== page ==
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SLO City Council endorses 'Healthy California' bill

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The San Luis Obispo City Council took a dive into state politics on June 20, voting 4-1 to endorse the "goals" of the Healthy California Act, the state health care bill that aims to create a single-payer, universal health care system in California.

UNIVERSAL CARE 
On June 20, the SLO City Council adopted a resolution endorsing the “goals” of the Healthy California Act, a proposed universal health care bill in the State Legislature. - PHOTO BY PETER JOHNSON
  • PHOTO BY PETER JOHNSON
  • UNIVERSAL CARE 
On June 20, the SLO City Council adopted a resolution endorsing the “goals” of the Healthy California Act, a proposed universal health care bill in the State Legislature.

If it's passed in the state Legislature, and later approved by voters in an election, the Healthy California Act would deliver health insurance to every state resident, including undocumented residents, at a projected cost of $400 billion.

"I think it's really incumbent upon us to take a stand on this," said SLO Mayor Heidi Harmon, who voted on May 2 to place the endorsement on the council's agenda. "I really believe we need universal health care."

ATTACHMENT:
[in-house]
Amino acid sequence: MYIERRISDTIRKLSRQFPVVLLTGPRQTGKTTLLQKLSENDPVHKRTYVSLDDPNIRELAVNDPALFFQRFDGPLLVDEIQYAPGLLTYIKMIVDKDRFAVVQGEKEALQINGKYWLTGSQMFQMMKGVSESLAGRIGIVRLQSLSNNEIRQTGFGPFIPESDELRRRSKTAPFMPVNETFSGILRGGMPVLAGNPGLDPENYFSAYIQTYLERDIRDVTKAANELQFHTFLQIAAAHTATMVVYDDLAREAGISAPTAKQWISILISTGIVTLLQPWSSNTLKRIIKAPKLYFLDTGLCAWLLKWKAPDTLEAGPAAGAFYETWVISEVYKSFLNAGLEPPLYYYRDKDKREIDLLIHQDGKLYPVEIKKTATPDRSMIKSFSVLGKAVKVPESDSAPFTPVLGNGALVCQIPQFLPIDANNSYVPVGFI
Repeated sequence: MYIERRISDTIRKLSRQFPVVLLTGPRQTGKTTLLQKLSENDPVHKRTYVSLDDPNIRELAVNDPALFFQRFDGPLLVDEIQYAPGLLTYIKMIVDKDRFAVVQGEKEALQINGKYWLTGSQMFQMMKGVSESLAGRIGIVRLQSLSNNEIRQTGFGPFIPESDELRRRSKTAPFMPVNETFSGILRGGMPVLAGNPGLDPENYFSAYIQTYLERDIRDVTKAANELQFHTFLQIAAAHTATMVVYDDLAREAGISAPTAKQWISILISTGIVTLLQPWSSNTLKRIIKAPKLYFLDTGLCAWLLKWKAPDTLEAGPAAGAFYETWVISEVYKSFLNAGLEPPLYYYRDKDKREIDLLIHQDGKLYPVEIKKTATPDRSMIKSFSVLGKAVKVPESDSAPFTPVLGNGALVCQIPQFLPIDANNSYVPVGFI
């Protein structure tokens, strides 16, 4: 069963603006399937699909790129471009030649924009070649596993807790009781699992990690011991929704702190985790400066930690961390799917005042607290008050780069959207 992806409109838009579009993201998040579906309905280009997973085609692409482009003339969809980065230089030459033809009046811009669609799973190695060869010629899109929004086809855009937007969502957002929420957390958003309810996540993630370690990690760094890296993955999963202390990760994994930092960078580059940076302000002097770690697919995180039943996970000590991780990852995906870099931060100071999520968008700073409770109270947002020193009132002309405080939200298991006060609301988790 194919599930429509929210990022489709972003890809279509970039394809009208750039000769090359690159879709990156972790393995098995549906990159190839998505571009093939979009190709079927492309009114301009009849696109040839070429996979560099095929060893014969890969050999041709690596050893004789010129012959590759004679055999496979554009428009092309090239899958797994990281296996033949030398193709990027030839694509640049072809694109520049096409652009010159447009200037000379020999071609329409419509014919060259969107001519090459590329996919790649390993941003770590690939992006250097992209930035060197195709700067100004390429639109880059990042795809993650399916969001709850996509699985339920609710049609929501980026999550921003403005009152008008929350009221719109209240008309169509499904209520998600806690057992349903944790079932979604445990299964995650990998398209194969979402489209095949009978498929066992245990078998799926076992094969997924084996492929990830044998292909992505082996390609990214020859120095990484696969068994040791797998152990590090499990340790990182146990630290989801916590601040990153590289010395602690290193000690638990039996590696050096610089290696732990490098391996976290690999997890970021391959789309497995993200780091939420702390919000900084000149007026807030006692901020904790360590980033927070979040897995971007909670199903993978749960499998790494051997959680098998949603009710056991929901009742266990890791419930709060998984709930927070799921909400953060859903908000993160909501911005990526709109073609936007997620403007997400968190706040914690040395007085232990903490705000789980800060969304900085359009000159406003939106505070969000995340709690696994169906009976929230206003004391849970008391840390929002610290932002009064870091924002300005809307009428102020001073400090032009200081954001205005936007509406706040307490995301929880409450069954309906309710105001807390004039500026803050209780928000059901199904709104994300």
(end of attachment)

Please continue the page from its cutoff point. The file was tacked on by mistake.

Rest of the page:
The bill, called Senate Bill 562, passed the Senate floor on June 1 and it's currently in Assembly committees. Senator Bill Monning (D-Carmel), who represents SLO County, voted in favor of the bill.

Opponents of the bill—like the Howard Jarvis Taxpayers Association—say the cost of the new health care system, which could be $276 billion more than the entire state general fund budget, would lead to extreme tax increases. The bill's backers say half the costs would be borne by federal funding for programs like Medicare and Medicaid.

According to SLO, the bill is endorsed by 307 organizations, which include cities and counties, like the cities of Los Angeles and San Francisco, while 46 groups, mostly insurance groups and chambers of commerce, have opposed it.

Since the details of the bill are in flux, the SLO City Council directed its resolution of endorsement toward the "goal" of the bill—universal health care—rather than the bill as it's written.

"I recognize there may be some imperfections [in the bill]," Harmon said. "I also recognize that what we have now isn't working and what we see coming from the federal government looks to be even less workable."

Councilmembers Andy Pease, Dan Rivoire, and Aaron Gomez also stated their strong support for the legislation.

"[The bill] is very relevant for our city," Pease said. "Health care certainly impacts all of how we function as a city; it impacts our residents and businesses."

Councilmember Carlyn Christianson was the lone dissenting vote.

"It's been fun to go from the young radical to the old conservative," Christianson said. "The city directly doesn't have a whole lot to do with this. I'm not sure it's within our city's purview to do this at this time."

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